No-Salt Water Softener Info and Options
Treating Hard Water - Without the Salt
Hard water can be a real hassle. Not only does it leave your hair, clothes and dishes looking drab, but it can actually clog pipes and damage appliances over time. But as much of a pain as it is to live with hard water, many people would rather do that than get a conventional water softener. Why? Because they're expensive, difficult to install, and maybe most importantly, force you to deal with giant bags of water softener salt. Besides all that, they're bad for the environment, and even illegal in some places.
No salt water softener systems avoid all these problems by treating hard water through alternative means that are low-maintenance and eco-friendly. To date, no one has come up with a technology that's as effective as the conventional, salt-based method. However, there are already a number of saltless systems that many customers swear by, and the technology keeps getting better and better.
Of course, there are also many critics (including many in the conventional softening business who have a vested interest in the status quo). It seems like only a matter of time until a saltless technology emerges as the new norm in water softening. Until then, consumers need to do their research before buying a no salt system.
Popular Salt Free Systems - A Sampling of Some of the Best Selling Brands
Here are some of the most popular no salt water softeners on the market, along with the type of technology they use. Buying from Amazon or another large retailer is a good idea, as there's a strong sense of accountability (at the very least, you can leave a nasty customer review if it doesn't work as well as expected). Most of these are significantly cheaper than the more common salt-based water softeners, especially since they don't typically require professional installation.
The NuvoH2O is probably the most popular no salt water softener. It uses a process called chelation to counter the harmful effects of hard water.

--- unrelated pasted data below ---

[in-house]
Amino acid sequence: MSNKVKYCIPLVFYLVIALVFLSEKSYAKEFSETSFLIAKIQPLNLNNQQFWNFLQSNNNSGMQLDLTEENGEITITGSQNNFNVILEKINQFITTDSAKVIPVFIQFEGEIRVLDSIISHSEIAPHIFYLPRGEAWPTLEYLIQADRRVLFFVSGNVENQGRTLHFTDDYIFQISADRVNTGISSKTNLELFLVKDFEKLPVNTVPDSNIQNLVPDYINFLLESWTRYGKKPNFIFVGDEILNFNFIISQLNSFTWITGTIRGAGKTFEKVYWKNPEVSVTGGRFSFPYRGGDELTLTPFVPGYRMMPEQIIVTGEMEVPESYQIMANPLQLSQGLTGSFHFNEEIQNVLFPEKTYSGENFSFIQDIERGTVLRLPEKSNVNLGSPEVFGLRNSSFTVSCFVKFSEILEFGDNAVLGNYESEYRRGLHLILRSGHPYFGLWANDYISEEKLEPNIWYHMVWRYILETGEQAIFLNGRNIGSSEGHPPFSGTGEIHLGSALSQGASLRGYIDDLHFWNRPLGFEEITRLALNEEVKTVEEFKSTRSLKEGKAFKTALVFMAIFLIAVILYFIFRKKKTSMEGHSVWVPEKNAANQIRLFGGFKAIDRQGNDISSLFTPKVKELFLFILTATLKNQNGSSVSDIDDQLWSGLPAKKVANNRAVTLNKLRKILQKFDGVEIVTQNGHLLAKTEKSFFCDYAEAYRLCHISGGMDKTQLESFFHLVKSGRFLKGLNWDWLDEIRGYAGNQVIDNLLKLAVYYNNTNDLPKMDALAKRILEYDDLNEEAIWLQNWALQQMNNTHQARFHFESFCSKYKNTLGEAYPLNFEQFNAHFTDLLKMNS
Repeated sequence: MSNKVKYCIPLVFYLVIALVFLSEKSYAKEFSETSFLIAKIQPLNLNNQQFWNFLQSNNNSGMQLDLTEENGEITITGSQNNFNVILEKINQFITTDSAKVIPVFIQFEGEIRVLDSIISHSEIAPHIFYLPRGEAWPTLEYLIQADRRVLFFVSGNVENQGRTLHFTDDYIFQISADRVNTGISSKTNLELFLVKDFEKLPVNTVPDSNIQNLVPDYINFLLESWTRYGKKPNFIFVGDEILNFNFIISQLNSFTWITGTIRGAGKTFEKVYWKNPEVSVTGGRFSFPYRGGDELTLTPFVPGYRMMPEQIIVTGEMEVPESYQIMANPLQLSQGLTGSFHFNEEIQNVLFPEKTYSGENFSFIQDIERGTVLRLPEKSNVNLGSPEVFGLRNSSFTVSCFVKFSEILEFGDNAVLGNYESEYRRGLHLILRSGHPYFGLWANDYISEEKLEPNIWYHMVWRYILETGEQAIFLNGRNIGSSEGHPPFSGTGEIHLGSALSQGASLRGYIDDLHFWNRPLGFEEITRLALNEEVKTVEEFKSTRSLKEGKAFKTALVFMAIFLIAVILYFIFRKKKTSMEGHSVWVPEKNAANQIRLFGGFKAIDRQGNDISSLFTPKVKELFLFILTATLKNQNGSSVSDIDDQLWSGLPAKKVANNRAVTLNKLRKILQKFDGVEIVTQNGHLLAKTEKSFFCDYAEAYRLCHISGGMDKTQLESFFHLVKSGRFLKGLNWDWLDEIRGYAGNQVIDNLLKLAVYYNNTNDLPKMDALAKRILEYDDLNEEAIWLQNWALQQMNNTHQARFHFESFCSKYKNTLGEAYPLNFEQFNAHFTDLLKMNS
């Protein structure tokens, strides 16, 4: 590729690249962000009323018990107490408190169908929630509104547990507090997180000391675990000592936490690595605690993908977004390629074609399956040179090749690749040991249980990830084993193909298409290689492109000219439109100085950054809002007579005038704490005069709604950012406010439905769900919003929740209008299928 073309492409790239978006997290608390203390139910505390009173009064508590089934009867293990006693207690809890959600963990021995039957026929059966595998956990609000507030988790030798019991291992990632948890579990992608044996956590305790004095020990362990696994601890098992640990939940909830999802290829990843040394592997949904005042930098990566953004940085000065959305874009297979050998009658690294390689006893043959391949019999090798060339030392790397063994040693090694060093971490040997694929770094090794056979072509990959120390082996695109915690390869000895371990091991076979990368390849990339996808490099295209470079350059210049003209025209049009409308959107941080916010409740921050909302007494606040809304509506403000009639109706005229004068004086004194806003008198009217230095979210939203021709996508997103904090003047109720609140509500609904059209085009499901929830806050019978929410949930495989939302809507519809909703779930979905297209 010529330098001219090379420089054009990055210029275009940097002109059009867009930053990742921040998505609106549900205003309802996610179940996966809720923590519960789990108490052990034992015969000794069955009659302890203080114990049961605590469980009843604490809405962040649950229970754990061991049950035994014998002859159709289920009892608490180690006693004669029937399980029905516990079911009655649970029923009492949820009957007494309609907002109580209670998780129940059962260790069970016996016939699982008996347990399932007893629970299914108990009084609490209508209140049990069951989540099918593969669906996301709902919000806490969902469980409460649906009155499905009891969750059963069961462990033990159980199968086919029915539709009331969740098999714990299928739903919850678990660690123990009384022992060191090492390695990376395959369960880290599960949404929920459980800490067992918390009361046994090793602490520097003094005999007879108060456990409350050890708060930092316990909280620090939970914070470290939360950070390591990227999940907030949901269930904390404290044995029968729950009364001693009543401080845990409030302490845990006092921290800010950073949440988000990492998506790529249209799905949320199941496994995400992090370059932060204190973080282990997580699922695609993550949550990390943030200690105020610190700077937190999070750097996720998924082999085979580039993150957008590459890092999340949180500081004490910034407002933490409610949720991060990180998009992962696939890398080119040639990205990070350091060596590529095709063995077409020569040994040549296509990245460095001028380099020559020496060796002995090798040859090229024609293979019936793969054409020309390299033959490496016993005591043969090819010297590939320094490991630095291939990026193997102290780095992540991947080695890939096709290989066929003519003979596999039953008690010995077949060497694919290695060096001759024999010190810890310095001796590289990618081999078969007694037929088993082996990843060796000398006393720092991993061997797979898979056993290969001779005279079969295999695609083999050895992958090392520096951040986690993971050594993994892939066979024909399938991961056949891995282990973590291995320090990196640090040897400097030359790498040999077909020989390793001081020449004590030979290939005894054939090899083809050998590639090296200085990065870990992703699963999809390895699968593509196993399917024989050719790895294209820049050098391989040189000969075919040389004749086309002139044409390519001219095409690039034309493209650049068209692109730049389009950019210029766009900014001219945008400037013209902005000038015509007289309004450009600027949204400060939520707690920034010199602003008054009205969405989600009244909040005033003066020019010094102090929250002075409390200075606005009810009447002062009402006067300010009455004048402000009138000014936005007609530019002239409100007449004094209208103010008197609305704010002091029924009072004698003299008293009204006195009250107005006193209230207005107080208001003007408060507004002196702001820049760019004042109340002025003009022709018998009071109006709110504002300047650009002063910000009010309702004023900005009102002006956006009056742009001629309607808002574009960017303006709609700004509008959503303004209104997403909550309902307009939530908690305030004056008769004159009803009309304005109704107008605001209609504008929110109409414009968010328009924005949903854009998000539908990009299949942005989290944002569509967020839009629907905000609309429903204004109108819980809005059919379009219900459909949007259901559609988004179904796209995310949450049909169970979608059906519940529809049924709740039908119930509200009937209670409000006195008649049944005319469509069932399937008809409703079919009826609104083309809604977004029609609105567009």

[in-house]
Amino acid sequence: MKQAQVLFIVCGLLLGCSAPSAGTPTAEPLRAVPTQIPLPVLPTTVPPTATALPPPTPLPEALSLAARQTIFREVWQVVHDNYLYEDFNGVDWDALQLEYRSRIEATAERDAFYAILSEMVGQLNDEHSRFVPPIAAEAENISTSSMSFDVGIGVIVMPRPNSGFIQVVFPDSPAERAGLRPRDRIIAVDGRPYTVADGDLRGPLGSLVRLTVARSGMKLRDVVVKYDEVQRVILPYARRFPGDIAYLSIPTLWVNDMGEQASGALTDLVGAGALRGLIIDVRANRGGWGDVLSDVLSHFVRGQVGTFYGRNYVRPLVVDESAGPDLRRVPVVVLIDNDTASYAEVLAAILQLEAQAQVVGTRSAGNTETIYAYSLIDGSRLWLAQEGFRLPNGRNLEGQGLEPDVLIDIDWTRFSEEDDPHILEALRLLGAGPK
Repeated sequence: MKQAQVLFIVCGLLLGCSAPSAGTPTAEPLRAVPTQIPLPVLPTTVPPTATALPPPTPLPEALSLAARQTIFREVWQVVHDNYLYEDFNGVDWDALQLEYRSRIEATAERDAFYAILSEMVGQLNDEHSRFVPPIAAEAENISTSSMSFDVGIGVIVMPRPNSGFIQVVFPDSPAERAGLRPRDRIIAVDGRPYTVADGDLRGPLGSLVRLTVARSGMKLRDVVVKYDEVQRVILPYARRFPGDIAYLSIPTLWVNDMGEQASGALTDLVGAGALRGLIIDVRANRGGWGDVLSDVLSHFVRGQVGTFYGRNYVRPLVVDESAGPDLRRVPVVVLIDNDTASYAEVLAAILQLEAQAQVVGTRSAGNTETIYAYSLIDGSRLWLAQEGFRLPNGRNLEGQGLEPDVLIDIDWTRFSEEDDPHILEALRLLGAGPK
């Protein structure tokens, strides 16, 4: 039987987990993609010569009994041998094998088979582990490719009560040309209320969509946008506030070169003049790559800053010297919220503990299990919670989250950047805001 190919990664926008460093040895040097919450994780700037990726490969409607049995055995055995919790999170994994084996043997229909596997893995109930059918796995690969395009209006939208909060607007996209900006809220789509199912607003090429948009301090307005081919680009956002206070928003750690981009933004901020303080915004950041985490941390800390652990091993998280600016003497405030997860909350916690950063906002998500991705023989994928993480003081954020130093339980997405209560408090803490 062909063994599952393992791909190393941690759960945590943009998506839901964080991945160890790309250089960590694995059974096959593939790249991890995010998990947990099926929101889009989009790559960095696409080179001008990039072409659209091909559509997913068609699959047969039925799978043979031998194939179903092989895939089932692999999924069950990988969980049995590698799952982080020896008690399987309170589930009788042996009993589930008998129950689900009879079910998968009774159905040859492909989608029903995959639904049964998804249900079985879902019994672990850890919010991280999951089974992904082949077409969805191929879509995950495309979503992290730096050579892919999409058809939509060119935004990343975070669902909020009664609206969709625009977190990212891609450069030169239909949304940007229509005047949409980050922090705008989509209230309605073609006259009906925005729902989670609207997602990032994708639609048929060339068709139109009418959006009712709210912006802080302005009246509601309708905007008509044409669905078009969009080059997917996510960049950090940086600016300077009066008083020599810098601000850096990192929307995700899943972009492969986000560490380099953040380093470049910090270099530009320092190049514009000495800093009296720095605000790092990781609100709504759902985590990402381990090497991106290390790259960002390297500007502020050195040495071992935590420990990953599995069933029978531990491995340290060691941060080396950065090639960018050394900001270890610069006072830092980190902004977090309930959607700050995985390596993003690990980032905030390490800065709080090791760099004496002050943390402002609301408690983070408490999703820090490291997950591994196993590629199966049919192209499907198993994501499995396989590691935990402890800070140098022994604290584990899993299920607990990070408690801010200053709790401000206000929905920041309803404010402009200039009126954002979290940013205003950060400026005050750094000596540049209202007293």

Eddy refers to itself as a "descaler" rather than a water softener, probably because there's considerable controversy over whether electronic systems can actually "soften" water. However, electronic/magnetic systems do have many fans, especially in Europe.
Clearwave is another popular and affordable electronic system. Besides the price, one of the things that makes these electronic softeners so attractive for many people is the fact that they're easy to install (you just attach some wires).
3 Things to Know About No Salt Softeners
Basic Terms to Get You Started
The subject of hard water can be confusing, especially if you're getting your information from a slick salesperson trying to get you to purchase a water softener. However, if you just understand a few of the major concepts at work here, then the whole thing becomes much less daunting. If I called this a glossary of water softening terms, you'd probably go running the other way. So let's just call it an overview of hard water and the systems used to treat it.
Hard Water is water that has a lot of dissolved minerals in it. These minerals aren't in rainwater - they get picked up as water flows underground and eventually makes it into the water supply that flows into people's homes. The trouble is that the minerals eventually come back out of the water, forming deposits in your home that can cause problems. This can result in spotting on dishes and, more seriously, buildup in your water heater that can make it run less efficiently.
Water Softeners offer the best solution to hard water problems. They filter your home's water, replacing hard water minerals with sodium in a process called ion exchange. However, these salt-based systems aren't ideal for a variety of reasons - the main one being that you have to keep them filled up with salt, which is not only heavy to carry around but is also bad for the environment.
No Salt Softeners treat hard water without the use of salt. How they do this differs depending on the type and brand of softener. However, none of these systems technically soften water because they don't remove the hard water minerals - only traditional softeners do that. Instead, no salt systems aim to change hard water so that it doesn't form that nasty scale that causes all the problems.
How effective salt free water softeners are is another debate. It depends a lot on the brand and type of technology used, but generally if you have really hard water, you're best served with an old-fashioned system that uses salt. If your hard water problems are less serious, a good no salt system could be right for you.
How a Salt Based Water Softener Works - Learn Why Conventional Water Softeners Need Salt